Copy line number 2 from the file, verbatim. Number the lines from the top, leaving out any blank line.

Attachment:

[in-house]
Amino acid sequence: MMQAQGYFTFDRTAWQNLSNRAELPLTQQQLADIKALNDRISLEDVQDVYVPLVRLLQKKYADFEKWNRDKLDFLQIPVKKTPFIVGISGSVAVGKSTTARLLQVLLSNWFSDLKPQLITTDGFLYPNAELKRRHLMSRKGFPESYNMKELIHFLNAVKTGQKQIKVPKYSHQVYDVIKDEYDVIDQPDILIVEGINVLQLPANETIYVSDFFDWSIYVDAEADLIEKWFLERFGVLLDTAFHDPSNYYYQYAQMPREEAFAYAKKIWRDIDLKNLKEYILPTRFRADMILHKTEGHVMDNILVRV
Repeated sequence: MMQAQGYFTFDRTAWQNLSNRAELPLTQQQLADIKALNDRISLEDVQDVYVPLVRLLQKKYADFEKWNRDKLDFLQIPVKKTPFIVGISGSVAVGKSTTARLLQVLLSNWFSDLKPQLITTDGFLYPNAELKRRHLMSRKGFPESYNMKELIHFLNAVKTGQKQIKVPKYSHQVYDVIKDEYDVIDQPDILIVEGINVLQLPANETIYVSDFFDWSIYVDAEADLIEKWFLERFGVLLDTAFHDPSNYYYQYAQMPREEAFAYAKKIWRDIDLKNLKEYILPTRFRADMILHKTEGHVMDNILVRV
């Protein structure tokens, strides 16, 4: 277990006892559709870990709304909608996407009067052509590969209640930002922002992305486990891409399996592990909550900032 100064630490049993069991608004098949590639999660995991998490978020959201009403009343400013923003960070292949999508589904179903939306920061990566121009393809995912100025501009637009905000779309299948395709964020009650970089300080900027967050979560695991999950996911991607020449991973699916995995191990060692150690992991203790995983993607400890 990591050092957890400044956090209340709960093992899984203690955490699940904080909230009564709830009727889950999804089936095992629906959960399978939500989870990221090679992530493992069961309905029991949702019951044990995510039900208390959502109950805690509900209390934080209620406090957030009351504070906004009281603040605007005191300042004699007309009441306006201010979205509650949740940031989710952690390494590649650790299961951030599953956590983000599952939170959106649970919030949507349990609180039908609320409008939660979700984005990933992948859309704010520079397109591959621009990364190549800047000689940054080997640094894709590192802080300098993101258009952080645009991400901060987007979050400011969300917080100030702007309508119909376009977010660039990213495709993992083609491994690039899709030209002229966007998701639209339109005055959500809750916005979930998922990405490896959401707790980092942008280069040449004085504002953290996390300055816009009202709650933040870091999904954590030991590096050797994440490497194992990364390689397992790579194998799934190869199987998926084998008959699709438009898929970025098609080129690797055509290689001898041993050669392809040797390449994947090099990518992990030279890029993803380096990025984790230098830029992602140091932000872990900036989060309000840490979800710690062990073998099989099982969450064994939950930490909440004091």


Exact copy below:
Amino acid sequence: MMQAQGYFTFDRTAWQNLSNRAELPLTQQQLADIKALNDRISLEDVQDVYVPLVRLLQKKYADFEKWNRDKLDFLQIPVKKTPFIVGISGSVAVGKSTTARLLQVLLSNWFSDLKPQLITTDGFLYPNAELKRRHLMSRKGFPESYNMKELIHFLNAVKTGQKQIKVPKYSHQVYDVIKDEYDVIDQPDILIVEGINVLQLPANETIYVSDFFDWSIYVDAEADLIEKWFLERFGVLLDTAFHDPSNYYYQYAQMPREEAFAYAKKIWRDIDLKNLKEYILPTRFRADMILHKTEGHVMDNILVRV